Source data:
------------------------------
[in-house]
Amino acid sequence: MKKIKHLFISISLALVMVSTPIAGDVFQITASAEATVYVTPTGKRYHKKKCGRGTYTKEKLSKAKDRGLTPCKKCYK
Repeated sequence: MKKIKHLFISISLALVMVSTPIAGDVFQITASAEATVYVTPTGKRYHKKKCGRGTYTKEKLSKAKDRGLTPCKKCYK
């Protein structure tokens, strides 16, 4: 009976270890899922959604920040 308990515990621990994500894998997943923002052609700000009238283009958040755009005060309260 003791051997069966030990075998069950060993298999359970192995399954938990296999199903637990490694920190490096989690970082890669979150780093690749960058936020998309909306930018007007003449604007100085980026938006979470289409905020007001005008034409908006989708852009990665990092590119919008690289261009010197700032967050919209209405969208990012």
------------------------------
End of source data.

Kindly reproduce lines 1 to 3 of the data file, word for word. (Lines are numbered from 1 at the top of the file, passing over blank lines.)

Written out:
[in-house]
Amino acid sequence: MKKIKHLFISISLALVMVSTPIAGDVFQITASAEATVYVTPTGKRYHKKKCGRGTYTKEKLSKAKDRGLTPCKKCYK
Repeated sequence: MKKIKHLFISISLALVMVSTPIAGDVFQITASAEATVYVTPTGKRYHKKKCGRGTYTKEKLSKAKDRGLTPCKKCYK